Did Obamacare win or did Ryancare go down in flames? Trump’s take

by WorldTribune Staff, March 26, 2017

While outsourcing much of the GOP’s failed Obamacare replacement to House Speaker Paul Ryan didn’t work out well, President Donald Trump remains optimistic that a deal on health care will get done.

“ObamaCare will explode and we will all get together and piece together a great healthcare plan for THE PEOPLE,” the president tweeted on March 25. “Do not worry!”

President Donald Trump ‘is right that a better bill is going to come out of this.’ / Reuters

Trump, who was unable to bring together the Republican Party’s various factions, including the conservative Freedom Caucus that ultimately sunk the deal, told The New York Times that last week’s defeat is a minor bump in the road and that the White House will recover.

There are “a lot of players, a lot of players with a very different mind-set,” Trump said. “You have liberals, even within the Republican Party. You have the conservative players.”

Trump’s comments “were outstanding as he showed enormous humility on the defeat of the Republican replacement bill,” radio host Mark Levin said.

“It was a mistake for Trump to get behind it but he is right that a better bill is going to come out of this.”

Levin added that Democrats “don’t have an answer because they helped cause it. The Democrats have destroyed our healthcare system and they are cheering today because they want to keep it destroyed. It is time for really smart conservative intellectuals and economists to begin to unravel what the left wing intellectuals did with the disastrous Obamacare.”

The Times reported that chief strategist Steve Bannon, according to people familiar with White House discussions, “described Trump’s decision to withdraw the health care bill as a flat-out failure that could inflict serious damage on this presidency — even if Bannon believes Congress, not Trump, deserves much of the blame.”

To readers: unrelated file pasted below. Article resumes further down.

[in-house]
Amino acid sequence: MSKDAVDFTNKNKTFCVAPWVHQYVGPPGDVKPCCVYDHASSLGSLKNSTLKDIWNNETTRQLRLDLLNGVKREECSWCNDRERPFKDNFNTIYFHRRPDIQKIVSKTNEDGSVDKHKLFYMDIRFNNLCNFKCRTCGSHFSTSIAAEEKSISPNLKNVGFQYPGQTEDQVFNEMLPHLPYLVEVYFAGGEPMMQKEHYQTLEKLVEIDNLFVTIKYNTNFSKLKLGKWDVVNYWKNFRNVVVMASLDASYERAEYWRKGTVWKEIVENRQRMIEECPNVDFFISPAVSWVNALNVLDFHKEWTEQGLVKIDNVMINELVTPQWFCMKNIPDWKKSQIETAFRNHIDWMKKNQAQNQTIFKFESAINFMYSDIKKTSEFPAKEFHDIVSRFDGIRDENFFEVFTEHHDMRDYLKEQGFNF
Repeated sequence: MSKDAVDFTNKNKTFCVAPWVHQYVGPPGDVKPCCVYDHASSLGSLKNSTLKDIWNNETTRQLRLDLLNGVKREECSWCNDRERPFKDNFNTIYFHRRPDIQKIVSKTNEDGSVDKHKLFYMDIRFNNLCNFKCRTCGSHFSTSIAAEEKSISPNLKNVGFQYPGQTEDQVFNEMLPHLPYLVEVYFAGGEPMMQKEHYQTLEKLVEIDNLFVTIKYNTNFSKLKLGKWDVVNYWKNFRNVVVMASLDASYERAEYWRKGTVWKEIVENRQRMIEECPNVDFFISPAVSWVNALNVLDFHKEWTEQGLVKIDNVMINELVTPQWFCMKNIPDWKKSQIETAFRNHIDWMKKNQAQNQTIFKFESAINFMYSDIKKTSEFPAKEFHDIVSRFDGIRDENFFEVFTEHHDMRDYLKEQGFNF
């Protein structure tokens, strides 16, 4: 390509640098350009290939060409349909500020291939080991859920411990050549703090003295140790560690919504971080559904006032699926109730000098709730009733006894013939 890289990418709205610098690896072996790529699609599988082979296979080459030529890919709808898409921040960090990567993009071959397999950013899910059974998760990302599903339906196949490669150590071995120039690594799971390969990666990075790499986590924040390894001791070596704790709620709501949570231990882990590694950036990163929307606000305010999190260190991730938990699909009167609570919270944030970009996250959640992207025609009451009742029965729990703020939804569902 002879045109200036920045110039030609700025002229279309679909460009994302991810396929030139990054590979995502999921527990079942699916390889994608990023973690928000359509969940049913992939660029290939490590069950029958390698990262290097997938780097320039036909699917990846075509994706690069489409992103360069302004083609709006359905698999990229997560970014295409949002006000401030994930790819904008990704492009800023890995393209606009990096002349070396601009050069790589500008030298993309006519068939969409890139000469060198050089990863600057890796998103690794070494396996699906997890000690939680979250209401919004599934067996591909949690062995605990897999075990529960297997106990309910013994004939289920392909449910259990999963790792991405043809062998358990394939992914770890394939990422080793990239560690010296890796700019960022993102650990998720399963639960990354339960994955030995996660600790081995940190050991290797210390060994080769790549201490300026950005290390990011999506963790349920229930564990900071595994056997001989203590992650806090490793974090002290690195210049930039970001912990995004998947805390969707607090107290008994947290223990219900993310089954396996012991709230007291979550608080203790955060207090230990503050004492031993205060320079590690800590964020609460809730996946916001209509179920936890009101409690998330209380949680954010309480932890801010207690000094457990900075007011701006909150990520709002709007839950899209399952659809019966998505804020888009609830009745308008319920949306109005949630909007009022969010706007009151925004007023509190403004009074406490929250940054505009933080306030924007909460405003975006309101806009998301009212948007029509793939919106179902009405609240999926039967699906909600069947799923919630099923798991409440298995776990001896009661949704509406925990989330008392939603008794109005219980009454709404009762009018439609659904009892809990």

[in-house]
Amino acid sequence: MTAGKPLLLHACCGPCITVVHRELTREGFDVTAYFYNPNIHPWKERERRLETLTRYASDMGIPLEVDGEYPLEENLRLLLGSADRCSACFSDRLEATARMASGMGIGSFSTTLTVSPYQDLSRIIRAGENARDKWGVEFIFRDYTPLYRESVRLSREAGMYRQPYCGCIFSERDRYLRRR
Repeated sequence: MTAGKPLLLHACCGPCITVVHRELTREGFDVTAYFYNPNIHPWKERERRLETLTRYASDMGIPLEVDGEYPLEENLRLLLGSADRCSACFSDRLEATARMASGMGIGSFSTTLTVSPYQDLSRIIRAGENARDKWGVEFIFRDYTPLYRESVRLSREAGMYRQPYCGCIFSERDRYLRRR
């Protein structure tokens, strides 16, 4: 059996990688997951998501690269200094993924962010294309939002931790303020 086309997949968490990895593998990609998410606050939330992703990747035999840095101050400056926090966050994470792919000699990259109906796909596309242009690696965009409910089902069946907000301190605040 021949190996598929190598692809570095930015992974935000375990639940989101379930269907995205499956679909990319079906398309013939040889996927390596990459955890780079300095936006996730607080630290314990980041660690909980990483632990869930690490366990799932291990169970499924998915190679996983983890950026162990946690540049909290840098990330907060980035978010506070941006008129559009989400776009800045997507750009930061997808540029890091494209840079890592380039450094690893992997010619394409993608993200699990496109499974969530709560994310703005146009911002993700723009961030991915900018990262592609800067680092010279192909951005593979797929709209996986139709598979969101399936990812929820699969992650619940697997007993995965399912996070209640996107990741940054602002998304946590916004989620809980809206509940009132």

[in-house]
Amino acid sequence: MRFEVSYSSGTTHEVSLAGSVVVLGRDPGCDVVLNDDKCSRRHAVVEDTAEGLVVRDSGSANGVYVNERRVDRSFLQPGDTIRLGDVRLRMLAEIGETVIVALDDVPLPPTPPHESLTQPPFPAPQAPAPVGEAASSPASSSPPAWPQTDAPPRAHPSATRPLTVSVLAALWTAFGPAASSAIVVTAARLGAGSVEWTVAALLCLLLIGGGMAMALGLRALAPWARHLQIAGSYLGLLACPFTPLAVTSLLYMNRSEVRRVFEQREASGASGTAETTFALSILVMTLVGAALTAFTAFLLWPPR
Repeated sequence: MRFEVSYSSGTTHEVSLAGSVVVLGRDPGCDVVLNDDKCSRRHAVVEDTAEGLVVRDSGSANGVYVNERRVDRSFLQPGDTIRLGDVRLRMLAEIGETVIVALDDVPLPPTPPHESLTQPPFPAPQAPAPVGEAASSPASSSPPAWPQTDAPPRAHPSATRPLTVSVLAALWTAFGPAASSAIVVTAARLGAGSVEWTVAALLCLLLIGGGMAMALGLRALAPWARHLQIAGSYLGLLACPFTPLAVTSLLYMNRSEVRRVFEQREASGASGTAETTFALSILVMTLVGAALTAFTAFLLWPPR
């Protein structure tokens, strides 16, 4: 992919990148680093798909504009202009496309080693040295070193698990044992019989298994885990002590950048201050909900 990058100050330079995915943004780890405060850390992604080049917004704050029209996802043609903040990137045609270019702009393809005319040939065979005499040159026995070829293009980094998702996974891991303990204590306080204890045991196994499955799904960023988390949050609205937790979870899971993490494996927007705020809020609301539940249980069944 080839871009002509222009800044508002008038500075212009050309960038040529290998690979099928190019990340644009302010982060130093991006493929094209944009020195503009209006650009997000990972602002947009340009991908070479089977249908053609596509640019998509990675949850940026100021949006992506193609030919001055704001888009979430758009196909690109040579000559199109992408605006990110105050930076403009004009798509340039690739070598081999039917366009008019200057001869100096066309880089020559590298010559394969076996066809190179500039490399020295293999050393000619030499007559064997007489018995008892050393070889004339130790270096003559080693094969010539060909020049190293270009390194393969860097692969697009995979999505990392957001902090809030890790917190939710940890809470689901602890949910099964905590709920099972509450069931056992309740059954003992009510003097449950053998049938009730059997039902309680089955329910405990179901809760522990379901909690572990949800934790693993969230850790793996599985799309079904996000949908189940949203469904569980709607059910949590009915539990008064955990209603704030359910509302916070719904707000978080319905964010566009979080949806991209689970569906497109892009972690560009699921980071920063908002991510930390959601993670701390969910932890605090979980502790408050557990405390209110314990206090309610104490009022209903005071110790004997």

Bannon and legislative affairs director Marc Short had pushed the president “to insist on a public vote, as a way to identify, shame and pressure ‘no’ voters who were killing their best chance to unravel the health care law,” the report said.

Rep. Tom Cole, Oklahoma Republican and ally of the center-right Tuesday Group, said “it’s really a problem in our own party,” and that’s something Trump will “need to deal with moving forward.”

The Tuesday Group stuck with Trump in the health care battle and earned high praise from the president in the hours after the bill’s defeat.

“I think he did a lot — he met with dozens and dozens of members and made a lot of accommodations — but in the end, there’s a group of people in this party who just won’t say yes,” Cole said. “At some point, I think that means looking beyond our conference. The president is a deal maker, and Ronald Reagan cut some of his most important deals with Democrats.”

The Times cited officials close to the negotiating process who said much of the blame for the Obamacare replacement going down in flames lies with White House Chief of Staff Reince Priebus, “who coordinated initial legislative strategy on the health care bill with Ryan, his close friend and a fellow Wisconsinite.”

“Despite the public displays of unity with the speaker, Trump and his team now regret outsourcing so much of the early drafting to Ryan,” the Times report said.

Republicans “should be listening to the Freedom Caucus who took a principled stand, but instead are attacked,” Levin said. “The Republican’s had 7 years to prepare for this to bring in different factions and address the fundamental problems of Obamacare. The problem is a big chunk of the Republican Party is utopian progressive and many do not want to repeal large parts of Obamacare, including HHS Secretary Tom Price.

“They voted 60 times to repeal but they refused to do it when they control both houses of Congress and the presidency.”